Let's say, if the company would match my 401K contribution, up to 4.5%, and with the current 2020 limit of $19500 and $6500 for age 50 and above for catch up, it is $26,000.

Each paycheck every two weeks, we can elect to contribute up to 75% of our pay towards 401K, and the company will match 4.5% of that current paycheck. The company will match the bonus paycheck as well.

(even though we can contribute up to 75%, I think most people will contribute at most 20% or 30%).

But what if we contribute too much, and after half of a year, we have already reached the $26,000 limit? At that point, will the company find that, "we'd like to keep on matching 4.5% of your paycheck, but since you have already maxed out the amount, you can't contribute any more and therefore, we can't keep on matching"?

There are some things technical:

  1. Is the $26,000 my part only and the company's contribution doesn't count in this $26,000 limit? (so the final amount of myself plus the company's portion can be more than $26,000 and maybe something like $35,000?)

  2. Can the "max out" too soon situation like above occur? What if the company has "true up" policy, then they would at the end of year, calculate what they "could have matched" but didn't match, and deposit it into my account a few months later? (but that would already be quite some time later).

  3. So in that case, is it better just to contribute "smoothly", with the wage and bonus considered, so that around the time of end of December, it reaches or get near to the limit of $26,000? (but with the bonus that is more or less than expected, and with the possible change of wages, it may be hard to estimate).

  • It sounds like you understand it perfectly.
    – prl
    Commented Apr 12, 2020 at 0:23
  • 1
    Some companies do a "true up" at the end of the year, so e.g. in your case, they would add an additional match so that it reaches 4.5% of your compensation the whole year if your total match that year didn't reach that. You should ask if your company does that.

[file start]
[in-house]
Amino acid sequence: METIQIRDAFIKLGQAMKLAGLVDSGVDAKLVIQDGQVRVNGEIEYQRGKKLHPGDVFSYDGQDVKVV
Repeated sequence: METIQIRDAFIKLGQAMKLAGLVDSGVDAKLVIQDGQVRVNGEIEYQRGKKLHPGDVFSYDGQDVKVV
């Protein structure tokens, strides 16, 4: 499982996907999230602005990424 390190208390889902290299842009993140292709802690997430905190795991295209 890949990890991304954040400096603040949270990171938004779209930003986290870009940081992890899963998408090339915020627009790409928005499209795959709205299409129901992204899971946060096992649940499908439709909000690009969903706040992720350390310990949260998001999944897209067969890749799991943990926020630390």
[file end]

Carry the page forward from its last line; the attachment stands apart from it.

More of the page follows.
– user102008
    Commented Apr 12, 2020 at 19:43
  • Re (1) indeed the $19500+$6500 limits are on your portion only. There's a limit that applies to the total of your portion and the company's portion, but it's significantly higher, over $50k (and IIRC your catchup allowance of $6500 doesn't count toward that limit)
    – Ben Voigt
    Commented Apr 13, 2020 at 15:16

1 Answer 1


What happens in the situation you describe depends on company policy. You must ask your company, we cannot tell you.

To answer your questions:

  1. The contribution limit applies to your contributions. The company's matching funds go on top of them.
  2. Yes, depending on company policy, it's possible that you will miss out on the company match if you don't contribute in every pay period. Some companies make a true-up contribution in the following year that makes up for the missed matching contribution. It is also possible that a company could calculate the match to your annual salary, rather than your pay period salary, so you would capture all of the match as soon as you make the maximum contribution.
  3. The safest thing to do is make sure you contribute enough in every pay period to capture the maximum match. Then you're not dependent upon the company's future true-up contributions. These types of policies can change at any time, without notice to you, so better safe than sorry.
  • for (2) it'd be quite unlike the company matches your "annual salary" no matter what, I think? For example, if you started on Oct 1, then contribute eagerly, I don't think the company would match the "annual salary", but rather, just Oct, Nov, and Dec. for (3) I think contribute enough but not too much that you max out before the end of the year, which would let the company miss some "match up" because you can't contribute any more. So if you maxed out in Nov, then you may have to wait for the "true up" and wait until March or something like that for the company to deposit into your account Commented Apr 13, 2020 at 8:52
  • For (1) there is indeed a limit on the company contributions, but it's higher than the employee deferral limit.
    – Ben Voigt
    Commented Apr 13, 2020 at 15:16

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